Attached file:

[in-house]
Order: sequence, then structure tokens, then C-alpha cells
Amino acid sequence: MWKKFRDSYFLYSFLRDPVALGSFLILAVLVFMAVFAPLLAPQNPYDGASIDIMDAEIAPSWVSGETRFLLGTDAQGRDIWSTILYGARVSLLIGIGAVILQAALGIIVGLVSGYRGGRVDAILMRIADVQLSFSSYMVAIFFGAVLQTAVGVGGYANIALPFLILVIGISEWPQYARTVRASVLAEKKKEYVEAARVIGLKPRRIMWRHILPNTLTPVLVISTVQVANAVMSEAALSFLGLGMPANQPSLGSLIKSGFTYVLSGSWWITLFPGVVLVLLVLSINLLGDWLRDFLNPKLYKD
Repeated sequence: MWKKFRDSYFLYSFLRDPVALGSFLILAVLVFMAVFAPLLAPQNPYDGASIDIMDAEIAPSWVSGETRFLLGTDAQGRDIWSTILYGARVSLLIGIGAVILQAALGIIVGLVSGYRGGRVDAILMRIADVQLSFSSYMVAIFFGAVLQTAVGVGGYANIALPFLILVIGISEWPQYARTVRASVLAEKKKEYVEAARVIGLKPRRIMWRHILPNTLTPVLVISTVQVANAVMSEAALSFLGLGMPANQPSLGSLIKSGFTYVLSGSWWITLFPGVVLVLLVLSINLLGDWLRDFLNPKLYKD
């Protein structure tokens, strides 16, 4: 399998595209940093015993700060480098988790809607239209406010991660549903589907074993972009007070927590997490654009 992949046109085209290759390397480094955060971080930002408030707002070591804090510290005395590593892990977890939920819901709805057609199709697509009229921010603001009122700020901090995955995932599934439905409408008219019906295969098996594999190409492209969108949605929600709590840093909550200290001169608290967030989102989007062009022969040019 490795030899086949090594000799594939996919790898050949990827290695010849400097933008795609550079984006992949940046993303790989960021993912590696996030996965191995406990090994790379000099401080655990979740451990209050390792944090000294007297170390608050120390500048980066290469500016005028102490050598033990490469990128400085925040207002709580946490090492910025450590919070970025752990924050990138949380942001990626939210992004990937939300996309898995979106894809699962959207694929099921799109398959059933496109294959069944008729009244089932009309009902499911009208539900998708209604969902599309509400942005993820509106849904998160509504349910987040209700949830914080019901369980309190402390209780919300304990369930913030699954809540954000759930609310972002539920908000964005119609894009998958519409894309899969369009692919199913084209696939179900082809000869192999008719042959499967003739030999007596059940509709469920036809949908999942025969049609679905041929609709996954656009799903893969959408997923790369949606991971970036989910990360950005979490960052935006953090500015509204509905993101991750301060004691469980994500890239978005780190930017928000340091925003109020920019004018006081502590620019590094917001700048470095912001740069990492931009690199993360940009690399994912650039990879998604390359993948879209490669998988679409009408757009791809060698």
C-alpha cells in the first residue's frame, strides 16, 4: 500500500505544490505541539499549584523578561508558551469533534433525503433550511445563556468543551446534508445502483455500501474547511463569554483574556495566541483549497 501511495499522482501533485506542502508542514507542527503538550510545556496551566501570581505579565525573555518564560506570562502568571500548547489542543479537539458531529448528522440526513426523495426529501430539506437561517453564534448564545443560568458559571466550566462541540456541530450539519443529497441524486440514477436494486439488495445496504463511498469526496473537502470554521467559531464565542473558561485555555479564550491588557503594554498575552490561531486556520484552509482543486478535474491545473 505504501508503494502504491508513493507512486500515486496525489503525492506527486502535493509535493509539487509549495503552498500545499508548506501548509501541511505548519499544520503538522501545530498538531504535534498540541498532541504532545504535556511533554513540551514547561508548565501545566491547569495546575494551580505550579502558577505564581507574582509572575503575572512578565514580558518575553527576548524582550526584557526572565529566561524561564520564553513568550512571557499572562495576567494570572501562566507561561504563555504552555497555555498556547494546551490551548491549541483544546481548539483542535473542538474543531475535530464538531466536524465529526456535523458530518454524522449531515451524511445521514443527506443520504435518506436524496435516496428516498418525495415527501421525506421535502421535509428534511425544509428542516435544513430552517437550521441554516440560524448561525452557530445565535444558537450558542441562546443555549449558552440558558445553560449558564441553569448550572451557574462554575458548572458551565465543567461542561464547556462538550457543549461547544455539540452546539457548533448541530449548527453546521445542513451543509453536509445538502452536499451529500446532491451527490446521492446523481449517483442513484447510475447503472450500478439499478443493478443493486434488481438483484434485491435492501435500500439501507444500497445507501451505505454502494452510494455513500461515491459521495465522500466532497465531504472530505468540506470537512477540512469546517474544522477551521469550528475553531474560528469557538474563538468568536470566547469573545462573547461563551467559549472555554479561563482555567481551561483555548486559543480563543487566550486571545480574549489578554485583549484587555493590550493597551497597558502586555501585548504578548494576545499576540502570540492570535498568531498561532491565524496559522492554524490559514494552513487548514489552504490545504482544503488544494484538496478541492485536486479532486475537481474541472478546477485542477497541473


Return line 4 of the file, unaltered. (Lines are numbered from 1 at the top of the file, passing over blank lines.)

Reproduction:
Repeated sequence: MWKKFRDSYFLYSFLRDPVALGSFLILAVLVFMAVFAPLLAPQNPYDGASIDIMDAEIAPSWVSGETRFLLGTDAQGRDIWSTILYGARVSLLIGIGAVILQAALGIIVGLVSGYRGGRVDAILMRIADVQLSFSSYMVAIFFGAVLQTAVGVGGYANIALPFLILVIGISEWPQYARTVRASVLAEKKKEYVEAARVIGLKPRRIMWRHILPNTLTPVLVISTVQVANAVMSEAALSFLGLGMPANQPSLGSLIKSGFTYVLSGSWWITLFPGVVLVLLVLSINLLGDWLRDFLNPKLYKD